What is Existential Therapy?

Existential Therapy is a philosophical approach to psychotherapy that focuses on exploring the human condition as a whole, emphasizing individual freedom, choice, and responsibility. It is grounded in the belief that psychological distress is often a result of confronting the inherent challenges of existence, such as the inevitability of death, the freedom to make life choices, existential isolation, and the search for meaning. Rather than focusing on symptoms, existential therapy aims to help individuals face these existential challenges and live more authentic and meaningful lives.

Core Principles of Existential Therapy

1. The Four Existential Givens: Existential therapy is structured around the concept of four primary existential givens: death, freedom, isolation, and meaninglessness. These givens are considered universal experiences that all humans must confront.

2. Authenticity: This approach encourages individuals to live authentically, meaning they are aware of their true selves, their values, and their desires, and are living in accordance with them, despite societal pressures or existential fears.

3. Personal Responsibility: Existential therapy emphasizes the importance of taking responsibility for one’s choices and the consequences of those choices. This focus on personal agency is central to the therapeutic process, encouraging individuals to take control of their lives.

4. The Search for Meaning: A key goal of existential therapy is to assist individuals in their search for meaning. This involves exploring what is truly meaningful to each person and finding ways to engage with life in a purposeful way.

The Process of Existential Therapy

Existential therapy is a dialogue between therapist and client that aims to explore deep existential questions and concerns. It is a flexible and individualized approach that adapts to the unique needs and existential questions of each person.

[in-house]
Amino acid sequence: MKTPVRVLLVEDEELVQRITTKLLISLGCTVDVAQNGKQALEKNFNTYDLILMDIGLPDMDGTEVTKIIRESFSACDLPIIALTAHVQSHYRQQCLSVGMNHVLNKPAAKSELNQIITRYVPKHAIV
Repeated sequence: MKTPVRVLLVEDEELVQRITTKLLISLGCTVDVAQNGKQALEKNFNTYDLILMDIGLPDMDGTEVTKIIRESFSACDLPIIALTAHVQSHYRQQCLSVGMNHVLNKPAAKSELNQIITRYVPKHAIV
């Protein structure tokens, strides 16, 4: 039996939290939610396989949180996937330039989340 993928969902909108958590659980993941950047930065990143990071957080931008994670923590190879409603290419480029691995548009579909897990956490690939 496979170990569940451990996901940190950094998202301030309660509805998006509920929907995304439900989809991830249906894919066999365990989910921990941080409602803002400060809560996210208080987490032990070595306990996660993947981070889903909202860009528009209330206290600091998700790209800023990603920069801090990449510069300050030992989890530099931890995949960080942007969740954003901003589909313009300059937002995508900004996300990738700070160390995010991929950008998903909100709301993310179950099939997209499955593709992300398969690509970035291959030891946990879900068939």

1. Exploration of Existential Themes: The therapist and client collaboratively explore the client’s experiences with the existential givens, delving into how these themes manifest in the client’s life and contribute to their current distress.

2. Confrontation with Existential Realities: Individuals are encouraged to confront and accept the realities of the existential givens, rather than avoiding or denying them. This process can lead to greater authenticity and existential courage.

3. Encouragement of Personal Responsibility: The therapist helps the client recognize areas where they have the power to enact change and encourages taking responsibility for making those changes.

4. Pursuit of Meaning: Together, the therapist and client explore what gives the client’s life meaning and how they can pursue a life that aligns with these values and desires.

Effectiveness of Existential Therapy

Existential therapy has been found to be beneficial for individuals facing a wide range of psychological issues, particularly those related to life transitions, existential crises, and questions of identity, meaning, and purpose. Its emphasis on self-exploration and personal growth can lead to profound changes in perspective and well-being.


Existential Therapy offers a profound and nuanced approach to psychotherapy that addresses the fundamental aspects of the human experience. By focusing on existential givens, authenticity, personal responsibility, and the search for meaning, it empowers individuals to navigate life’s challenges with greater awareness and intention. This approach is particularly suited for those grappling with questions of existence, seeking deeper understanding, and aspiring to live a more authentic and meaningful life.